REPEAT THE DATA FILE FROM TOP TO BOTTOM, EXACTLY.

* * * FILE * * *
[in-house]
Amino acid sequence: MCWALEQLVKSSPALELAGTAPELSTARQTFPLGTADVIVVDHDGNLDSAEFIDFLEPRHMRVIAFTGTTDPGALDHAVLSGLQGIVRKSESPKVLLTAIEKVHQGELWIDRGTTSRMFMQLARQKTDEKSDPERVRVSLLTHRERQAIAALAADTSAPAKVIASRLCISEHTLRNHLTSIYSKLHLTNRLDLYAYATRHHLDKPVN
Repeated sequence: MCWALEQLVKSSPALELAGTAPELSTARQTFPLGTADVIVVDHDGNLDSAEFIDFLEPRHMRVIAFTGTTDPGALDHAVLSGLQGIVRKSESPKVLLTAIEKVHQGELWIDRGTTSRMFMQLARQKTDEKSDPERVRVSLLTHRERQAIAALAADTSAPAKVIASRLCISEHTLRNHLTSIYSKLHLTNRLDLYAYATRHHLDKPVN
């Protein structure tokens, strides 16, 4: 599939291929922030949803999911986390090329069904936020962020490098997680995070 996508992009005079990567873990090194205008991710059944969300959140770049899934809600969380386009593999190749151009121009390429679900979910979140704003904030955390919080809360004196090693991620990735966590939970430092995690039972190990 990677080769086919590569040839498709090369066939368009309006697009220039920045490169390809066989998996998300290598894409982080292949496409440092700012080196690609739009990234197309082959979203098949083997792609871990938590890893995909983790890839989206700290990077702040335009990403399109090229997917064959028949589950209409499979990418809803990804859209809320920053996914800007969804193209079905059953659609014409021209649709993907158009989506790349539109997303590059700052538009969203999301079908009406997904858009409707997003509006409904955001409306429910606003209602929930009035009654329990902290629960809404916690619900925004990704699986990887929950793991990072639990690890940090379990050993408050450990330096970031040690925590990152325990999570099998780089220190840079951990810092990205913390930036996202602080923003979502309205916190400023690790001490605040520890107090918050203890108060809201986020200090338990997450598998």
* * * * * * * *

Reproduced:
[in-house]
Amino acid sequence: MCWALEQLVKSSPALELAGTAPELSTARQTFPLGTADVIVVDHDGNLDSAEFIDFLEPRHMRVIAFTGTTDPGALDHAVLSGLQGIVRKSESPKVLLTAIEKVHQGELWIDRGTTSRMFMQLARQKTDEKSDPERVRVSLLTHRERQAIAALAADTSAPAKVIASRLCISEHTLRNHLTSIYSKLHLTNRLDLYAYATRHHLDKPVN
Repeated sequence: MCWALEQLVKSSPALELAGTAPELSTARQTFPLGTADVIVVDHDGNLDSAEFIDFLEPRHMRVIAFTGTTDPGALDHAVLSGLQGIVRKSESPKVLLTAIEKVHQGELWIDRGTTSRMFMQLARQKTDEKSDPERVRVSLLTHRERQAIAALAADTSAPAKVIASRLCISEHTLRNHLTSIYSKLHLTNRLDLYAYATRHHLDKPVN
């Protein structure tokens, strides 16, 4: 599939291929922030949803999911986390090329069904936020962020490098997680995070 996508992009005079990567873990090194205008991710059944969300959140770049899934809600969380386009593999190749151009121009390429679900979910979140704003904030955390919080809360004196090693991620990735966590939970430092995690039972190990 990677080769086919590569040839498709090369066939368009309006697009220039920045490169390809066989998996998300290598894409982080292949496409440092700012080196690609739009990234197309082959979203098949083997792609871990938590890893995909983790890839989206700290990077702040335009990403399109090229997917064959028949589950209409499979990418809803990804859209809320920053996914800007969804193209079905059953659609014409021209649709993907158009989506790349539109997303590059700052538009969203999301079908009406997904858009409707997003509006409904955001409306429910606003209602929930009035009654329990902290629960809404916690619900925004990704699986990887929950793991990072639990690890940090379990050993408050450990330096970031040690925590990152325990999570099998780089220190840079951990810092990205913390930036996202602080923003979502309205916190400023690790001490605040520890107090918050203890108060809201986020200090338990997450598998």